Tree Languages View Full Text


Ontology type: schema:Chapter     


Chapter Info

DATE

1997

AUTHORS

Ferenc Gécseg , Magnus Steinby

ABSTRACT

The theory of tree automata and tree languages emerged in the middle of the 1960s quite naturally from the view of finite automata as unary algebras advocated by J. R. Büchi and J. B. Wright. From this perspective the generalization from strings to trees means simply that any finite algebra of finite type can be regarded as an automaton which as inputs accepts terms over the ranked alphabet formed by the operation symbols of the algebra, and these terms again can be seen as (formal representations of) labeled trees with a left-to-right ordering of the branches. Strings over a finite alphabet can then be regarded as terms over a unary ranked alphabet, and hence finite automata become special tree automata and string languages unary tree languages. The theory of tree automata and tree languages can thus be seen as an outgrowth of Büchi’s and Wright’s program which had as its goal a general theory that would encompass automata, universal algebra, equational logic, and formal languages. Some interesting vistas of this program and its development are opened by Büchi’s posthumous book [Büc89] in which many of the ideas are traced back to people like Thue, Skolem, Post, and even Leibniz. More... »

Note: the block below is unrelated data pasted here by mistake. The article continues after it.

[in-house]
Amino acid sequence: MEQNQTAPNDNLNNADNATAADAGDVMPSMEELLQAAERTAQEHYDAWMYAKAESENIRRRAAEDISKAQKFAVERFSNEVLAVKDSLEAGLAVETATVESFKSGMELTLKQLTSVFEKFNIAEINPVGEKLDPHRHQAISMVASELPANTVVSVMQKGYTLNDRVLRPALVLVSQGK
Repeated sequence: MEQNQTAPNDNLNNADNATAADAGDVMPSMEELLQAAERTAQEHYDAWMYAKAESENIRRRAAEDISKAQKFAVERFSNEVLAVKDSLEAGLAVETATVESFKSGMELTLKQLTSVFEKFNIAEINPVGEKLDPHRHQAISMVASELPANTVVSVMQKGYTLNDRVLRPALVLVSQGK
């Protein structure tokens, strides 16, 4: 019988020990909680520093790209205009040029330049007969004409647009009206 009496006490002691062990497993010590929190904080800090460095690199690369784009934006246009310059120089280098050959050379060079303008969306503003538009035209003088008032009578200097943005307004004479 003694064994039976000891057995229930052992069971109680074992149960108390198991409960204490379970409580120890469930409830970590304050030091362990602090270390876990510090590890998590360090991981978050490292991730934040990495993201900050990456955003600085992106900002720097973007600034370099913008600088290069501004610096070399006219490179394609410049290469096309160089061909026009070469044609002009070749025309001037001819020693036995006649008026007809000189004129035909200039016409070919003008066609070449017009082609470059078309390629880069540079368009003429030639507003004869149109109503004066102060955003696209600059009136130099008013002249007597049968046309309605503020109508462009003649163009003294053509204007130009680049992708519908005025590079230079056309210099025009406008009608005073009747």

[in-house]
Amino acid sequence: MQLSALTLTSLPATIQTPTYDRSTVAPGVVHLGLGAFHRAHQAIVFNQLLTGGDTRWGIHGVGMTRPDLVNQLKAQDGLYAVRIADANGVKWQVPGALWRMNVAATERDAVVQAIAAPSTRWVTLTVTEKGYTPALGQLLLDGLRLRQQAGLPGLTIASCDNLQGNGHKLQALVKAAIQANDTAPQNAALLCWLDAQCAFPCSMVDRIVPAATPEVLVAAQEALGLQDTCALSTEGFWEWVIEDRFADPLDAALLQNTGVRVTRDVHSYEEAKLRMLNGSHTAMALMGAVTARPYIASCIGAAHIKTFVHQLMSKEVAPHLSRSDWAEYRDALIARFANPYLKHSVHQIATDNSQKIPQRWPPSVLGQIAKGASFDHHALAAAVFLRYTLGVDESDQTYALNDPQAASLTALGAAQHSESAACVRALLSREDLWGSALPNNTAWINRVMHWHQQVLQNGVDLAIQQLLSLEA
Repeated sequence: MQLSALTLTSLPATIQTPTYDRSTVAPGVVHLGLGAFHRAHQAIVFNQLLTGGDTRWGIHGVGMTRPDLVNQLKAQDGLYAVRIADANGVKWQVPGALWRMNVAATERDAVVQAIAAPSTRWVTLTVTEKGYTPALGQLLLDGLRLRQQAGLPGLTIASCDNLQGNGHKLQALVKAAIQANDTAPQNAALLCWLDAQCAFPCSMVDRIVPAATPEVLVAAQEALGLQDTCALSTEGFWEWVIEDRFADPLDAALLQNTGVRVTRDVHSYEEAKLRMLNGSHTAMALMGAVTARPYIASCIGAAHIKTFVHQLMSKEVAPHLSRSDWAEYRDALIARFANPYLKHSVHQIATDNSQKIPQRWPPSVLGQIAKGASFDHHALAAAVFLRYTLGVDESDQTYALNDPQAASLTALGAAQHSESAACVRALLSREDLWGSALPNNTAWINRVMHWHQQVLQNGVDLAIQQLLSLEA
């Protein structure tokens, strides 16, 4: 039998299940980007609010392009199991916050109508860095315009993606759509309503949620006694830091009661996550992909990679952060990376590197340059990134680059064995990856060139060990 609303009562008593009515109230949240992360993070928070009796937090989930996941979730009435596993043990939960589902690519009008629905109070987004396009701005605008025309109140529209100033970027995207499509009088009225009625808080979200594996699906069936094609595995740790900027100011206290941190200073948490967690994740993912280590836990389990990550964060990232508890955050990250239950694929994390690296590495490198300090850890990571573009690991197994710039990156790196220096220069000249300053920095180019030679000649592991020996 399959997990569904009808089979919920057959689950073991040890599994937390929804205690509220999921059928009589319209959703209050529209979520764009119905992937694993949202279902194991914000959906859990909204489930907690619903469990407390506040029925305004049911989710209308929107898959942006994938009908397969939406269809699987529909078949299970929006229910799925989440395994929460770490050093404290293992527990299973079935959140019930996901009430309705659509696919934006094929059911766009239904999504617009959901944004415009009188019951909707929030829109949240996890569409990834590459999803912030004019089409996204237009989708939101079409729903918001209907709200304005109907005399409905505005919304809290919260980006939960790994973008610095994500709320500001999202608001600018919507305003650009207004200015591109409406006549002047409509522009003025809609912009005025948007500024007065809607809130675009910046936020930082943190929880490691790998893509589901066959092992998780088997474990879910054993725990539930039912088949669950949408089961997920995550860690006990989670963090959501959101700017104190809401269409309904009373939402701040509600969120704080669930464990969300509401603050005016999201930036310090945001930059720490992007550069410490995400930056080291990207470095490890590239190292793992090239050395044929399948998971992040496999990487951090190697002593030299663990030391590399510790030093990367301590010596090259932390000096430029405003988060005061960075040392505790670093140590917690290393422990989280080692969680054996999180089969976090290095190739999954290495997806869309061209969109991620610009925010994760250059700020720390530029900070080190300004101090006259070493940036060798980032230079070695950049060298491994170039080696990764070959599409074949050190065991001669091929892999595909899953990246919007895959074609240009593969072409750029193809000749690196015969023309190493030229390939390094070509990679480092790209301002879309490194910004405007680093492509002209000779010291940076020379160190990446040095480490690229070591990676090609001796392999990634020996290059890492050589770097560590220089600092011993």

PAGES

1-68

Book

TITLE

Handbook of Formal Languages

ISBN

978-3-642-63859-6
978-3-642-59126-6

Identifiers

URI

http://scigraph.springernature.com/pub.10.1007/978-3-642-59126-6_1

DOI

http://dx.doi.org/10.1007/978-3-642-59126-6_1

DIMENSIONS

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